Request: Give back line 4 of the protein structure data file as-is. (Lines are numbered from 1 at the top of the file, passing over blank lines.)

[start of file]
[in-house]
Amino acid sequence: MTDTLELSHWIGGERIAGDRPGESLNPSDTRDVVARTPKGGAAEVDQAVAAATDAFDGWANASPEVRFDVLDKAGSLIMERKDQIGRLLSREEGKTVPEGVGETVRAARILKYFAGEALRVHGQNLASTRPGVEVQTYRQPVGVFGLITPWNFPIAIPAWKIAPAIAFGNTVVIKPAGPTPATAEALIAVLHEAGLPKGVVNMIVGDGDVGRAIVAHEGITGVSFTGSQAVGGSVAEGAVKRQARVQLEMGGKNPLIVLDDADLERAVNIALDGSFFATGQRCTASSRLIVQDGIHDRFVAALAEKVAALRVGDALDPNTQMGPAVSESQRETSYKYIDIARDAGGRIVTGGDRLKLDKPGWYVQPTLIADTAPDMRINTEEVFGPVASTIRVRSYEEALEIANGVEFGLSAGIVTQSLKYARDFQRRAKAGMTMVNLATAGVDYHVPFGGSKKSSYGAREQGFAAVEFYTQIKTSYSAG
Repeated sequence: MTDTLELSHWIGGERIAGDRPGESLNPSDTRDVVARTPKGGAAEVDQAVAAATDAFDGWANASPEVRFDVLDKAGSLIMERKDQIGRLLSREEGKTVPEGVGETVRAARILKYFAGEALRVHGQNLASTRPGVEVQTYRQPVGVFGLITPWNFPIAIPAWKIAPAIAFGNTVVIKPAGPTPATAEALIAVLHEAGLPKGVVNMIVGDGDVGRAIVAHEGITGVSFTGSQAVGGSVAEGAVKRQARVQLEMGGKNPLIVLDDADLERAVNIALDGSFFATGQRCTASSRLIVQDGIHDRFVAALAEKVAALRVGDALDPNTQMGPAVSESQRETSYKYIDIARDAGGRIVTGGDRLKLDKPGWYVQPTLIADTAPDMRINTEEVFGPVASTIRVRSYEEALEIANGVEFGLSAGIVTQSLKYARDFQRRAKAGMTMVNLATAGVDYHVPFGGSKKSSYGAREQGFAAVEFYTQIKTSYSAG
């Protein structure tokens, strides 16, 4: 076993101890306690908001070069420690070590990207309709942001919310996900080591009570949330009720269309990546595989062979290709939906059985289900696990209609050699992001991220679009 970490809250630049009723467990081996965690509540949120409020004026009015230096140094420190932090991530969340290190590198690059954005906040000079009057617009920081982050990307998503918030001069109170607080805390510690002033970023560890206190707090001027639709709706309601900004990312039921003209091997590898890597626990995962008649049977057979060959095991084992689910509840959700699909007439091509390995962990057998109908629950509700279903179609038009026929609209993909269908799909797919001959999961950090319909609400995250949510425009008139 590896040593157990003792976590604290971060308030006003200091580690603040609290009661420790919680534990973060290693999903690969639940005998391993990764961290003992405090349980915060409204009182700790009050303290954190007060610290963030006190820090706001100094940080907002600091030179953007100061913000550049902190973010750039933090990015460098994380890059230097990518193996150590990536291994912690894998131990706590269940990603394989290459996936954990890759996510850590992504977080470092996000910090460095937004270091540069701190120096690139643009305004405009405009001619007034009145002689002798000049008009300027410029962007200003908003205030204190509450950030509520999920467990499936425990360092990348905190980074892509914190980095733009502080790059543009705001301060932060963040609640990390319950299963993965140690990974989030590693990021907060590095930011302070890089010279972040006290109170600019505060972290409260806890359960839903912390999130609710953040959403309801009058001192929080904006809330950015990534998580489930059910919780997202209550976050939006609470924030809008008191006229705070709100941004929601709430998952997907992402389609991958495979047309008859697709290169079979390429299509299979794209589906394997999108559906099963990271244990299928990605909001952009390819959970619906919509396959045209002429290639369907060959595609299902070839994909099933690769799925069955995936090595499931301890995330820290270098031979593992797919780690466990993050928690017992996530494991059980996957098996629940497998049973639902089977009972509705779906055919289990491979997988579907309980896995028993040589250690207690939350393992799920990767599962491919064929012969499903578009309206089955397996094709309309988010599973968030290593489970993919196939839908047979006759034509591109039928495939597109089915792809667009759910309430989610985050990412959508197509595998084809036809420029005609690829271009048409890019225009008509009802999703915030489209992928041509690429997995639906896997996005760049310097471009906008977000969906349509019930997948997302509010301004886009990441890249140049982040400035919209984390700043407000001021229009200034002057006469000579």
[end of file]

């Protein structure tokens, strides 16, 4: 076993101890306690908001070069420690070590990207309709942001919310996900080591009570949330009720269309990546595989062979290709939906059985289900696990209609050699992001991220679009 970490809250630049009723467990081996965690509540949120409020004026009015230096140094420190932090991530969340290190590198690059954005906040000079009057617009920081982050990307998503918030001069109170607080805390510690002033970023560890206190707090001027639709709706309601900004990312039921003209091997590898890597626990995962008649049977057979060959095991084992689910509840959700699909007439091509390995962990057998109908629950509700279903179609038009026929609209993909269908799909797919001959999961950090319909609400995250949510425009008139 590896040593157990003792976590604290971060308030006003200091580690603040609290009661420790919680534990973060290693999903690969639940005998391993990764961290003992405090349980915060409204009182700790009050303290954190007060610290963030006190820090706001100094940080907002600091030179953007100061913000550049902190973010750039933090990015460098994380890059230097990518193996150590990536291994912690894998131990706590269940990603394989290459996936954990890759996510850590992504977080470092996000910090460095937004270091540069701190120096690139643009305004405009405009001619007034009145002689002798000049008009300027410029962007200003908003205030204190509450950030509520999920467990499936425990360092990348905190980074892509914190980095733009502080790059543009705001301060932060963040609640990390319950299963993965140690990974989030590693990021907060590095930011302070890089010279972040006290109170600019505060972290409260806890359960839903912390999130609710953040959403309801009058001192929080904006809330950015990534998580489930059910919780997202209550976050939006609470924030809008008191006229705070709100941004929601709430998952997907992402389609991958495979047309008859697709290169079979390429299509299979794209589906394997999108559906099963990271244990299928990605909001952009390819959970619906919509396959045209002429290639369907060959595609299902070839994909099933690769799925069955995936090595499931301890995330820290270098031979593992797919780690466990993050928690017992996530494991059980996957098996629940497998049973639902089977009972509705779906055919289990491979997988579907309980896995028993040589250690207690939350393992799920990767599962491919064929012969499903578009309206089955397996094709309309988010599973968030290593489970993919196939839908047979006759034509591109039928495939597109089915792809667009759910309430989610985050990412959508197509595998084809036809420029005609690829271009048409890019225009008509009802999703915030489209992928041509690429997995639906896997996005760049310097471009906008977000969906349509019930997948997302509010301004886009990441890249140049982040400035919209984390700043407000001021229009200034002057006469000579």